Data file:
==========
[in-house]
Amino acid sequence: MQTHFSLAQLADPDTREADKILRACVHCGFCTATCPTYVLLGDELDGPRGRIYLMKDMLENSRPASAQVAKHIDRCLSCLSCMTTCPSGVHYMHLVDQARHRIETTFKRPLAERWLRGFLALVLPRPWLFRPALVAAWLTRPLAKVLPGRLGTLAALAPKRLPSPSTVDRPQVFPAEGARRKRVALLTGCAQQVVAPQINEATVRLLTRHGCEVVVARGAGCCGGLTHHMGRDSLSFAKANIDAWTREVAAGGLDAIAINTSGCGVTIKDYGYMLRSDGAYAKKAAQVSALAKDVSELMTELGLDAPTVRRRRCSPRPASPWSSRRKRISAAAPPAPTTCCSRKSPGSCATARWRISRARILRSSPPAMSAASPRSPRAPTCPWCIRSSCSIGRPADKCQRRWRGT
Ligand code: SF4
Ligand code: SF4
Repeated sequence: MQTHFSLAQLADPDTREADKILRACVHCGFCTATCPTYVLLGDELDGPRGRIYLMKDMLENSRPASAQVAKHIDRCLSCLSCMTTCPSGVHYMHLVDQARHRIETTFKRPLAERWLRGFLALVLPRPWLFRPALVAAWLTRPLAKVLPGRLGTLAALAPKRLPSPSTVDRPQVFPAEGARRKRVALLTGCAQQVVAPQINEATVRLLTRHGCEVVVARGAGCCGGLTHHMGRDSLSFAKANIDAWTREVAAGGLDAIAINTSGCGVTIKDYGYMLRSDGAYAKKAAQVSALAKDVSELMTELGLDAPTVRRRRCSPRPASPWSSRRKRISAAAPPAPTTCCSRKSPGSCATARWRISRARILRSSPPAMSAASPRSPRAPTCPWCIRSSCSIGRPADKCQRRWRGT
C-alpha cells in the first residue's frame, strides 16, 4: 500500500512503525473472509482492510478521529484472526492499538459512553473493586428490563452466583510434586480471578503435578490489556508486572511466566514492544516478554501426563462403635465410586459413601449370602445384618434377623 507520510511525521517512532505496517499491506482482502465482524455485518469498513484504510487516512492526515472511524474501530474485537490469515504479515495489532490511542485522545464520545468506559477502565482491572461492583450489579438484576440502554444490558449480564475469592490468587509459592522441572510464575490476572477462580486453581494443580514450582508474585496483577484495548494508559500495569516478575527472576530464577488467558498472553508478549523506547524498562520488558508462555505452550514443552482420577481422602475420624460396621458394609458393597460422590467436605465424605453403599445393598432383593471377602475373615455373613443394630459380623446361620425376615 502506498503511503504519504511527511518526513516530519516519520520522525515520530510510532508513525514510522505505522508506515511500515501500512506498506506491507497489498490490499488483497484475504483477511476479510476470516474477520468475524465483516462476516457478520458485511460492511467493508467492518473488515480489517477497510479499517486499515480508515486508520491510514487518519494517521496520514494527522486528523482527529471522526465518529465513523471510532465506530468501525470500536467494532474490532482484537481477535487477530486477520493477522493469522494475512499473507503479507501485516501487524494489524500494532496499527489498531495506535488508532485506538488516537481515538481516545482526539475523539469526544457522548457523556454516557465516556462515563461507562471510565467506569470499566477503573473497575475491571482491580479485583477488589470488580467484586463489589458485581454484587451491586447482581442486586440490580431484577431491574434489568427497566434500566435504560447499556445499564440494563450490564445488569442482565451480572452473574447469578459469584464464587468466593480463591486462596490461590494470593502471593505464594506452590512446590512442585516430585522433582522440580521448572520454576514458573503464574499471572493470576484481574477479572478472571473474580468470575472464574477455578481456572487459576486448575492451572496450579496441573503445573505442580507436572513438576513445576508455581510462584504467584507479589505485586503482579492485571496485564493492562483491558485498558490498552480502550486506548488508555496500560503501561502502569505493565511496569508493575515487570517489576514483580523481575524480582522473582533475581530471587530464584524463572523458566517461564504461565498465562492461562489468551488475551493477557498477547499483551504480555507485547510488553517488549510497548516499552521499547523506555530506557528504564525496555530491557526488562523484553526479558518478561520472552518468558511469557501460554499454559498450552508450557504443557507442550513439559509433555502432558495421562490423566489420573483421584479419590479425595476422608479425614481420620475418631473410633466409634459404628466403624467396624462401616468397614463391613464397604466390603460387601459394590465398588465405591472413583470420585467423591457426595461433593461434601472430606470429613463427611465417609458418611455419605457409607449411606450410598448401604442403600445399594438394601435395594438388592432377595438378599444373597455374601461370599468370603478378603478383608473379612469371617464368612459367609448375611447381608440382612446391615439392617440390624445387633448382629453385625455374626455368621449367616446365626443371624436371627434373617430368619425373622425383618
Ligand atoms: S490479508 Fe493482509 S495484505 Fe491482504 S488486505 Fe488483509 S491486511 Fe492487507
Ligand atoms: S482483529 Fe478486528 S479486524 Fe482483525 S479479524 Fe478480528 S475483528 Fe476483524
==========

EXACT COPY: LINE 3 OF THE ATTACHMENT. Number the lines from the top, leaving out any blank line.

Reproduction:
Ligand code: SF4